The Brexit effect

Posted on July 1, 2016 · Posted in Belfast Telegraph

 

Northern Ireland households will feel some gains as well as losses as the immediate impact of the Brexit vote is felt.  First, the good news.  Interest rates will stay low, perhaps even below than the current half a per cent base rate, as the Bank of England tries to stave off the potential economic damage from Brexit.  Similarly, it seems likely that house prices will fall along with demand – which is positive for those struggling to buy their first home.  It’s not so good, of course, for anyone who wants to sell their home to downsize or to emigrate following the vote.

 

In terms of the weekly shop, the impact is not so helpful.  If sterling stays weak against other currencies, imports will become more expensive.  That could lead to slight increases in the cost of food produce and more noticeable rises in the price of manufactured items imported from abroad –ranging from electrical items to cars.  Oil prices are linked to the dollar, so petrol and heating oil are likely to become more expensive.

 

The big fear is regarding taxation.  The leave campaign attacked the cost of the UK’s contributions to the EU budget – £17bn a year gross, or £8bn a year net.  However, the London School of Economics expects the economy to be smaller by between 6.3% and 9.5% than if we stayed a member of the EU.  Chancellor George Osborne suggested this would cut around £30bn from the Government’s tax revenues.  Even allowing for campaign exaggeration, the vote is likely to lead to higher taxes and a new round of austerity cuts.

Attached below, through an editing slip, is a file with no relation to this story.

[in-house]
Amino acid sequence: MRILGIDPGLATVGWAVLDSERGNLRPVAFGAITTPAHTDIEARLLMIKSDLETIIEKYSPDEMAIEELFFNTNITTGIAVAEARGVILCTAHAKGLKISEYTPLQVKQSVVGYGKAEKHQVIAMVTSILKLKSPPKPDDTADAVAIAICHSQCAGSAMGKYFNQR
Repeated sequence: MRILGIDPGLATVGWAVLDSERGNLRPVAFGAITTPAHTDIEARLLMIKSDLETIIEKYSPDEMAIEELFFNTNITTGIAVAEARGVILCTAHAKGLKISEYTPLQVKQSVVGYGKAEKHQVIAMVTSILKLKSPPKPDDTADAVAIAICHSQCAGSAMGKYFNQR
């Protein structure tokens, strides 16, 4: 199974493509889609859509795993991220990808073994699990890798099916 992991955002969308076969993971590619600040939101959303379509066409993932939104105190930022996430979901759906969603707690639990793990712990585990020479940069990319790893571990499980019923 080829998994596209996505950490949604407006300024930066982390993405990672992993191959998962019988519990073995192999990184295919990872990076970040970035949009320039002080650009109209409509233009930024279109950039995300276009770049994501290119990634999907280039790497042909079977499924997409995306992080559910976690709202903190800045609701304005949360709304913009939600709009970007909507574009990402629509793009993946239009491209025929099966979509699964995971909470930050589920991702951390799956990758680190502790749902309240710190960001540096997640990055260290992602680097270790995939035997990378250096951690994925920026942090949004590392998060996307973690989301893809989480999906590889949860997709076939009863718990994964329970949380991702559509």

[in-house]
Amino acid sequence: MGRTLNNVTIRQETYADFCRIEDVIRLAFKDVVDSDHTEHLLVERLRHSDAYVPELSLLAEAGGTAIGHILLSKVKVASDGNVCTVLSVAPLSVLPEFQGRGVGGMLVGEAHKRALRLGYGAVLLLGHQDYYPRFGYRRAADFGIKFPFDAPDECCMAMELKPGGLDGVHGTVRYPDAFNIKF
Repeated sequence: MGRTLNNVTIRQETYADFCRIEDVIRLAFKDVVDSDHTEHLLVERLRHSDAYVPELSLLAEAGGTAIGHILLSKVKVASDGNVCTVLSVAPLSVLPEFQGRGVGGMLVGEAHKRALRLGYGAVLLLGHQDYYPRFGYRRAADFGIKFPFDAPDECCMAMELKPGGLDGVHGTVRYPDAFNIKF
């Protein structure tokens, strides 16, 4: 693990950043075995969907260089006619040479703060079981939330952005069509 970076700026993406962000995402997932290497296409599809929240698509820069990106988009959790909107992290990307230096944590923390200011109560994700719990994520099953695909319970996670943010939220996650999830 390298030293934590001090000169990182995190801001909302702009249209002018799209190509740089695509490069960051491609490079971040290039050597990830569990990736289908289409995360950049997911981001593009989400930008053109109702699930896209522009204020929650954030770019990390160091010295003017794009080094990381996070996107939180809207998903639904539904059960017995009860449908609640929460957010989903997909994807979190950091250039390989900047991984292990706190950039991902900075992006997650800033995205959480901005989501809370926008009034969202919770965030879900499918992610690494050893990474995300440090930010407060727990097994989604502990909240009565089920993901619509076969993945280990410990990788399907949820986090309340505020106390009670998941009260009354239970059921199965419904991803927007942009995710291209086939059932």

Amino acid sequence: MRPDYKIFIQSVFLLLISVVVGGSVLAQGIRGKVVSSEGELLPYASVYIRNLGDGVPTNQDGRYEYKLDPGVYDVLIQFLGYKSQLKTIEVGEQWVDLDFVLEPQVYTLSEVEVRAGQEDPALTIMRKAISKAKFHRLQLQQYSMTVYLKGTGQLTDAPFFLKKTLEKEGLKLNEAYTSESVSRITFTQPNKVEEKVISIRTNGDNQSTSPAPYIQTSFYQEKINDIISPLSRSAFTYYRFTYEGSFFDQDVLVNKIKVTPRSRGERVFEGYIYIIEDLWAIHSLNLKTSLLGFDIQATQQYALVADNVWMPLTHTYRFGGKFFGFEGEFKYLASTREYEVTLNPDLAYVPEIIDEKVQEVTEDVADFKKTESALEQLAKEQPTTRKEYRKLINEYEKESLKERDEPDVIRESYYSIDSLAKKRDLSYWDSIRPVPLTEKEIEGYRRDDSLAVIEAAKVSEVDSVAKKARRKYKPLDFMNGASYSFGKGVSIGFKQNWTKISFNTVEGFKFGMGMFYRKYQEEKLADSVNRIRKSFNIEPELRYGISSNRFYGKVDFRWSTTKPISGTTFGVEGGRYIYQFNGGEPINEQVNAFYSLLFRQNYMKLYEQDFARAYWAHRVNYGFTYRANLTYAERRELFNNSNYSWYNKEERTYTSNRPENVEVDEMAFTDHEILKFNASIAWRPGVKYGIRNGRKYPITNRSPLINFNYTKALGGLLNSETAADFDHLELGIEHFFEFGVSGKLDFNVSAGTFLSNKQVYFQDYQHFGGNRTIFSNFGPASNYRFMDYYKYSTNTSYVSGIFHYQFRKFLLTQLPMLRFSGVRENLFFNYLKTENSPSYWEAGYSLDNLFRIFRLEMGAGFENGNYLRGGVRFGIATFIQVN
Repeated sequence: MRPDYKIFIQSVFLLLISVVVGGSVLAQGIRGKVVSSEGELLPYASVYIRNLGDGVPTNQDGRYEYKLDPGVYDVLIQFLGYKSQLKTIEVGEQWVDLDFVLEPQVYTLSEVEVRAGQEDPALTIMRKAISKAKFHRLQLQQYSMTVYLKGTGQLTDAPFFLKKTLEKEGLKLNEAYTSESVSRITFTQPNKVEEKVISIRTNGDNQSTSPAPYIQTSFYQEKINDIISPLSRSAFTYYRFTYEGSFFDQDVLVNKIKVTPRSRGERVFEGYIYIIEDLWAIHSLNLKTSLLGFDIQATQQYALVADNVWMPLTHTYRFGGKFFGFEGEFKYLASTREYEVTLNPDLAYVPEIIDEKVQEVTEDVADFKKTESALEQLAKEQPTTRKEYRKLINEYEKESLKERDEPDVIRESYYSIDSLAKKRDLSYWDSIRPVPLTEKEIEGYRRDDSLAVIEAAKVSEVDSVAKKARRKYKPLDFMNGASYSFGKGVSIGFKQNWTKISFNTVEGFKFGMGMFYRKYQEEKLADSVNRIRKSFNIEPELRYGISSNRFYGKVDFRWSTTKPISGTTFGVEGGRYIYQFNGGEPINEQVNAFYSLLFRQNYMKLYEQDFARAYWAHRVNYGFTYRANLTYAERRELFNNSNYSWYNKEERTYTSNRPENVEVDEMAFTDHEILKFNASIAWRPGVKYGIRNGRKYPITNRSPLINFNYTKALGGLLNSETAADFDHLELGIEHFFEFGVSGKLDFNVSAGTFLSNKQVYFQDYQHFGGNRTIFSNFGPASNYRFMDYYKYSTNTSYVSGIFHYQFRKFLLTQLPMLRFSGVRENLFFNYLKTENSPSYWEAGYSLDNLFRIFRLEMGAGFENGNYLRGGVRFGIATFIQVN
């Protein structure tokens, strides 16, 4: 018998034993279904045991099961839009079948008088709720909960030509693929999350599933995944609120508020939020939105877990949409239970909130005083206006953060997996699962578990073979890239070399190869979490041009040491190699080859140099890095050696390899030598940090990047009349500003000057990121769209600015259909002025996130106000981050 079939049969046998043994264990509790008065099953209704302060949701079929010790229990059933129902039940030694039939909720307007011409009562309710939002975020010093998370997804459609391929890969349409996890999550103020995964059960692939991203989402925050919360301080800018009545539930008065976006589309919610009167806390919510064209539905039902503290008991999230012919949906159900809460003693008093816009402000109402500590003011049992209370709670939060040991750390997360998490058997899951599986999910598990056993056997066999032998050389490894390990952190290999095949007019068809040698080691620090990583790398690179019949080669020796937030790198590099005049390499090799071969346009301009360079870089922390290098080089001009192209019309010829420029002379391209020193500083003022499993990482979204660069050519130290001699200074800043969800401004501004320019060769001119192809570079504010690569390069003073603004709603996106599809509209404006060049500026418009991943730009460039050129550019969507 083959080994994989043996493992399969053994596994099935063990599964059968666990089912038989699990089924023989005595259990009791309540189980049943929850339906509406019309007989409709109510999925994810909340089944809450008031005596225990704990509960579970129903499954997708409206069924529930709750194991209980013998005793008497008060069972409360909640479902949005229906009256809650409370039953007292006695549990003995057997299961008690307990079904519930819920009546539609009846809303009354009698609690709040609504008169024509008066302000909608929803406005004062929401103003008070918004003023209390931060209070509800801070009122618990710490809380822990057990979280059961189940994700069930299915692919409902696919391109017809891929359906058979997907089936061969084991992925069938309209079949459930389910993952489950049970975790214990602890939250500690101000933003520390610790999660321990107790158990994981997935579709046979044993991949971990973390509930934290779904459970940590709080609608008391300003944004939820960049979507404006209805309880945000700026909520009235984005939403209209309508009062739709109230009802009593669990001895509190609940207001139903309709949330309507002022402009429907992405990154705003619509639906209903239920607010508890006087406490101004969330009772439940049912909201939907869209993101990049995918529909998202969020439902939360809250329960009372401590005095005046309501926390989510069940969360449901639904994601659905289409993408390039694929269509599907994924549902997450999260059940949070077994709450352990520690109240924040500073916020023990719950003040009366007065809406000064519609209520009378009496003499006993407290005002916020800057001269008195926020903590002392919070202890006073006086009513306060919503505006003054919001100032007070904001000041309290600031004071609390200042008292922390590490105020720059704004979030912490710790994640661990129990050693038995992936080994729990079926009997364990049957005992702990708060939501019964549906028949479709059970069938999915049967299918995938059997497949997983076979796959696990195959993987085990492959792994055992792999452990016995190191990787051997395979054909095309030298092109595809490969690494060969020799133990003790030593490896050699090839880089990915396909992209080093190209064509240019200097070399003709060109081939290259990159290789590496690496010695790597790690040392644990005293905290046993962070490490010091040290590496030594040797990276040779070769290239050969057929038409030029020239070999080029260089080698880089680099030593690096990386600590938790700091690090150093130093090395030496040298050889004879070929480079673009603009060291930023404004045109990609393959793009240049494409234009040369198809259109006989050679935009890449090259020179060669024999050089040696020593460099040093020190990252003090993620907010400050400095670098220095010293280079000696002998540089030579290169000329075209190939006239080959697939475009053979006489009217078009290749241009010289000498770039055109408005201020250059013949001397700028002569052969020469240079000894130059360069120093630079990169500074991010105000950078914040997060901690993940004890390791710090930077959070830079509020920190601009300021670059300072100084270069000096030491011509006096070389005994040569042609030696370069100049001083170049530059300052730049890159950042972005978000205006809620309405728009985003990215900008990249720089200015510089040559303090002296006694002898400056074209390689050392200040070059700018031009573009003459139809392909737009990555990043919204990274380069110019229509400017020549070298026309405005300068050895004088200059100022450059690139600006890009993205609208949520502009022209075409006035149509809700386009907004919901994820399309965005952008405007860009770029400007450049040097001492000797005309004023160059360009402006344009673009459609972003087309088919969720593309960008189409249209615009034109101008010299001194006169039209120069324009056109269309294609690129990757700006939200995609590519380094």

Possibly the worst affected people will be Northern Ireland’s cross-border workers.  With sterling weaker than it was compared to the euro, our cross-border workers have suddenly been hit by a significant pay cut.  The value of their earnings, in euros, is now less than it was before the referendum.  Buying a house becomes more expensive for them – as it also does for anyone in Northern Ireland who wants a holiday or retirement home in the Republic or on the Mediterranean.

 

Holidays have also suddenly become more expensive.  This is true for trips to the eurozone, but even more true for a vacation in Florida or New York given the fall in value of the pound against the dollar.

 

All this could change, though, if the markets steady themselves and the pound gains in value.  But some corporations immediately responded to the vote by indicating that they are looking to withdraw from the UK to relocate to countries that will stay in the EU.  This suggests that the prospects for jobs, our economy and the pound look weaker than they were before Thursday.